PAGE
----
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Vacation-Exempt employees

If a salaried exempt employee has used all their vacation time and still wants more time off, can the employer deduct for these days?

It is permitted under the Fair Labor Standards Act (FLSA) for an employer to deduct time from an exempt employee’s paid sick leave or other paid time off balance for absences. Once all paid time off benefits have been exhausted, you are under no obligation to provide additional vacation time. If you do choose to allow an exempt employee to take additional vacation days, you may deduct from his or her pay for full day absences for personal reasons other than illness or disability. There are also several other situations in which an employer may dock an exempt employee’s pay, none of which are relevant to the situation described in your question above.


Full time wants part time

HI. I hope you can answer this. We are in the state of California. We have a Full time employee that is going on maternity leave. She states that when she returns from her maternity leave she only wants to come back part-time at 6 hours or less per day. Unfortunately for her position, part time does not work for my practice. I am a small dental practice with 3 full time staff members and I need her to be full time, not part time. How do I handle this with out any issues.

In general, no employer is required to create a special position or shift for an employee simply because that employee wants to set their own schedule. You do not mention that the employee is disabled in any way, but an exception might be if she does fall under ADA coverage. If this is the case, a part-time schedule may be a reasonable accommodation you could agree upon as you & the employee go through the interactive process.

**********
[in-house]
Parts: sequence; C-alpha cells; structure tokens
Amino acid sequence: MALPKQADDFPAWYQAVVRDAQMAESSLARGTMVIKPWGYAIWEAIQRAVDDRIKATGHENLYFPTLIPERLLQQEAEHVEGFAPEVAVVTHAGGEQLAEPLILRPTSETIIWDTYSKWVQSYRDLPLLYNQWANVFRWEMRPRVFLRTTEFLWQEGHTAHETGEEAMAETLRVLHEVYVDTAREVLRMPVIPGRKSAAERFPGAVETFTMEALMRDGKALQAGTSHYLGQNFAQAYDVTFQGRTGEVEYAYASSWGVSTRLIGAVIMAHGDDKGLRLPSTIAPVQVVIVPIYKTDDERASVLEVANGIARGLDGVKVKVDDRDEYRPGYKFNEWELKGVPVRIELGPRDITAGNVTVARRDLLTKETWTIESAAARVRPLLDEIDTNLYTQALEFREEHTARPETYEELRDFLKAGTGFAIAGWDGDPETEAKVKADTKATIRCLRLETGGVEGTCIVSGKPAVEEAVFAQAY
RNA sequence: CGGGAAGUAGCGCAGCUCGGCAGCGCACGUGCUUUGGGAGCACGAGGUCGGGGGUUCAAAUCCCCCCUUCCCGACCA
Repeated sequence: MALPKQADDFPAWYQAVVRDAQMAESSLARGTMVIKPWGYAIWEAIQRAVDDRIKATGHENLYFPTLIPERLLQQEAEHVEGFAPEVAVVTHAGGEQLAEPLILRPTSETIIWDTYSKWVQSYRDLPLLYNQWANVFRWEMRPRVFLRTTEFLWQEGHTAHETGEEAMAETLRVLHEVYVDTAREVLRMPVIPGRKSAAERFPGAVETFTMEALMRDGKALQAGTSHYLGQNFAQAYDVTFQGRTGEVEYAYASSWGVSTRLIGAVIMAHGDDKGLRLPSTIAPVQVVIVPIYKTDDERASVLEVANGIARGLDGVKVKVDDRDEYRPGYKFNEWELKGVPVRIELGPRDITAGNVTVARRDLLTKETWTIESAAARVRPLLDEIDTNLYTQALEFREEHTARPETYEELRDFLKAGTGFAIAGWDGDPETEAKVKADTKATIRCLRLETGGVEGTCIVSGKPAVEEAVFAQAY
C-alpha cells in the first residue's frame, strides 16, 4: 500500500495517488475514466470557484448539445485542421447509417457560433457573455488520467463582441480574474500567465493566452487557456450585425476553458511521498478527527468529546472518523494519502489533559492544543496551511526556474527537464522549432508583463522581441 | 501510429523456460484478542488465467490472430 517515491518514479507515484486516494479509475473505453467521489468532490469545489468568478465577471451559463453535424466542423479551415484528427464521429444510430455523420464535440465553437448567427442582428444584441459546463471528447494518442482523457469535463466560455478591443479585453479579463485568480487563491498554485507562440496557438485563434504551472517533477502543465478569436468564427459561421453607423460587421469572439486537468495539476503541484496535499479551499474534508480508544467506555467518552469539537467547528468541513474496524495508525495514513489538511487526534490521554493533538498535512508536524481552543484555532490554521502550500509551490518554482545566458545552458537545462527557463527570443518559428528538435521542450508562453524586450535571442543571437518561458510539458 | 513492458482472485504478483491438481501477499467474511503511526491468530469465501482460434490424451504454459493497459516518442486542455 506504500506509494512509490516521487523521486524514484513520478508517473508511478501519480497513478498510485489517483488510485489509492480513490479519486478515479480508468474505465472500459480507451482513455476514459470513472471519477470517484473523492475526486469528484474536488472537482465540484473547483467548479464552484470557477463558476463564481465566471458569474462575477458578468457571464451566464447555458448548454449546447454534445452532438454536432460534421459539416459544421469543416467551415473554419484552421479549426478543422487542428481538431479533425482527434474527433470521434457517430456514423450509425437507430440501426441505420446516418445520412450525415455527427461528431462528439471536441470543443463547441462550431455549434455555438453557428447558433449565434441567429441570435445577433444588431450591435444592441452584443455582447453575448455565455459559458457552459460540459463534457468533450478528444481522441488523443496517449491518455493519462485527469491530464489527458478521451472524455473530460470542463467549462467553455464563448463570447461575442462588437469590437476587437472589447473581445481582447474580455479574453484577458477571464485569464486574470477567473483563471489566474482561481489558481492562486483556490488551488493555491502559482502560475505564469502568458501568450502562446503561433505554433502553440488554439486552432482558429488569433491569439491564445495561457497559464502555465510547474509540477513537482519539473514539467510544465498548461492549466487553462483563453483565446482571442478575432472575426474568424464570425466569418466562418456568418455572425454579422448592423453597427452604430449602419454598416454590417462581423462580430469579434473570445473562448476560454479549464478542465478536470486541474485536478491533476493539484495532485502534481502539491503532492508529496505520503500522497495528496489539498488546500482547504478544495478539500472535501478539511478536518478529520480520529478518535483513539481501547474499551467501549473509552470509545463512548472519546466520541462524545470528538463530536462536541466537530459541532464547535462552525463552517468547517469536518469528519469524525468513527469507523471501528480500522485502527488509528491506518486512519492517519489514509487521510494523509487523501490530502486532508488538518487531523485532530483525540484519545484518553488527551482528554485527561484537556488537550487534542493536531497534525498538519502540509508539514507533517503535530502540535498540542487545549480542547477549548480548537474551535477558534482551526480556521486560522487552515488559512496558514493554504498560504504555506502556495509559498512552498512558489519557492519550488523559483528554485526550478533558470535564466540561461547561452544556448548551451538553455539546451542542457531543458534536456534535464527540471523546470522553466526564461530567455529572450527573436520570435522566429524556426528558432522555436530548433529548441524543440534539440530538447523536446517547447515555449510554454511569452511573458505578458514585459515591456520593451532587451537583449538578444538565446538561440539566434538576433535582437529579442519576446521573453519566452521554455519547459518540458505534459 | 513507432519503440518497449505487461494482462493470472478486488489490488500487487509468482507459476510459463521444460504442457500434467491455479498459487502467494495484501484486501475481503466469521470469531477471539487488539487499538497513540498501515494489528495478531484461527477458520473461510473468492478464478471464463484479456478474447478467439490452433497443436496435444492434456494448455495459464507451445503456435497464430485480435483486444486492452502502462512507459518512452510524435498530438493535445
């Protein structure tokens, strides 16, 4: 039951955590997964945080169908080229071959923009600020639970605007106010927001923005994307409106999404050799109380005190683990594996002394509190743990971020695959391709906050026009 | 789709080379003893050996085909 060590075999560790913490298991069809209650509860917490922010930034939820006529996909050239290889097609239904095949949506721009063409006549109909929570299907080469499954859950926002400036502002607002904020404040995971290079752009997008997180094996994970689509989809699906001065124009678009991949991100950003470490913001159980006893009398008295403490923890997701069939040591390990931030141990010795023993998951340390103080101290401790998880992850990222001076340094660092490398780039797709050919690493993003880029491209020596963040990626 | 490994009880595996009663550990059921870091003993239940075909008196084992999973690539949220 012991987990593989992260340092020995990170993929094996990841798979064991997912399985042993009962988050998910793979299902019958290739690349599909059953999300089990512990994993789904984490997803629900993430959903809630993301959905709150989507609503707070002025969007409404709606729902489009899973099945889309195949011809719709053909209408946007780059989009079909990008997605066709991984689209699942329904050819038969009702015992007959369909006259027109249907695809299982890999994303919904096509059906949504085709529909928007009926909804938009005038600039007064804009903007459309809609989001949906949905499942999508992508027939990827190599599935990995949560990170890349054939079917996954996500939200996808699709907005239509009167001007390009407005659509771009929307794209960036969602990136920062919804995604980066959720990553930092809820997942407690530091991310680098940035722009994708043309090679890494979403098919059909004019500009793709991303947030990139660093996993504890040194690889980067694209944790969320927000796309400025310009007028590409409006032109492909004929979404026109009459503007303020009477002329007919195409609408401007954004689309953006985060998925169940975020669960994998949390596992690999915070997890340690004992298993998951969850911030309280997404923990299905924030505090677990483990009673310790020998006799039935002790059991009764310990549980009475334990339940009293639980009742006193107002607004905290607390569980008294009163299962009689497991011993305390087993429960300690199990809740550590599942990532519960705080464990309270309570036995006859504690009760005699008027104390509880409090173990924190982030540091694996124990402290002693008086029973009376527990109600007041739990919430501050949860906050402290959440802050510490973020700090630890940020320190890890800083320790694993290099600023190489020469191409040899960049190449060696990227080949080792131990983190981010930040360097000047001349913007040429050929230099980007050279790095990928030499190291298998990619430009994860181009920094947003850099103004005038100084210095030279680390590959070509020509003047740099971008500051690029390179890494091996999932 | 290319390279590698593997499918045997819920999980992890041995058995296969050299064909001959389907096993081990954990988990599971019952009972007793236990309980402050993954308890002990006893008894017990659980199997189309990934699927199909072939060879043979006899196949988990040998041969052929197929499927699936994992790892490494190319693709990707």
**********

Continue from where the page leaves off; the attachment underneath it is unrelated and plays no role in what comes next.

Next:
Even if ADA does not apply, you may still want to consider the possibility of either allowing a job-sharing arrangement or converting one of your full-time positions into two part-time positions, especially if this is an employee you would like to retain. Today’s employees place a high value on workplace scheduling flexibility and many companies are finding that offering such options leads to lower turnover and increased morale. It may be worth at least investigating whether or not some type of non-traditional scheduling could work for your organization.


vacation pay

can an employer have a policy stating that an employee cannot take any earned PTO until they have worked an entire year? Second, can the employer force an employee to forfeit any earned PTO if not used by their anniversary date?

Employers are not required to provide paid or unpaid vacation, and those that do choose to provide this benefit may establish their own policies regarding how and when time is earned, when it may be used, eligibility requirements, etc. It is permitted to offer different vacation plans to different groups of employees, such as exempt and nonexempt employees. It is also acceptable for an employer to require a minimum length of employment or number of hours worked per week in order to be eligible for vacation.

However, the answer to your second question will depend on the state you are in. Although no employer is required to provide any vacation time, once they do, employers in some states are regulated regarding such issues as whether or not they must pay out earned, unused time at vacation upon termination and/or whether they can institute a “use-it-or-lose-it” policy, whereby vacation must be used by a certain date. For specifics on your state’s requirements, please re-post indicating your state.

August 30th, 2014, 12:23 PM |  Posted in: Benefits, Human Resources Management, Labor Laws |
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STD – employer notification

Does an employee on STD (no FMLA)the company is smaller than 50 employees)have to keep in touch with the employer? If an employee has been out since June (disability payments began in July) are they expected to keep in touch so the employer can plan accordingly?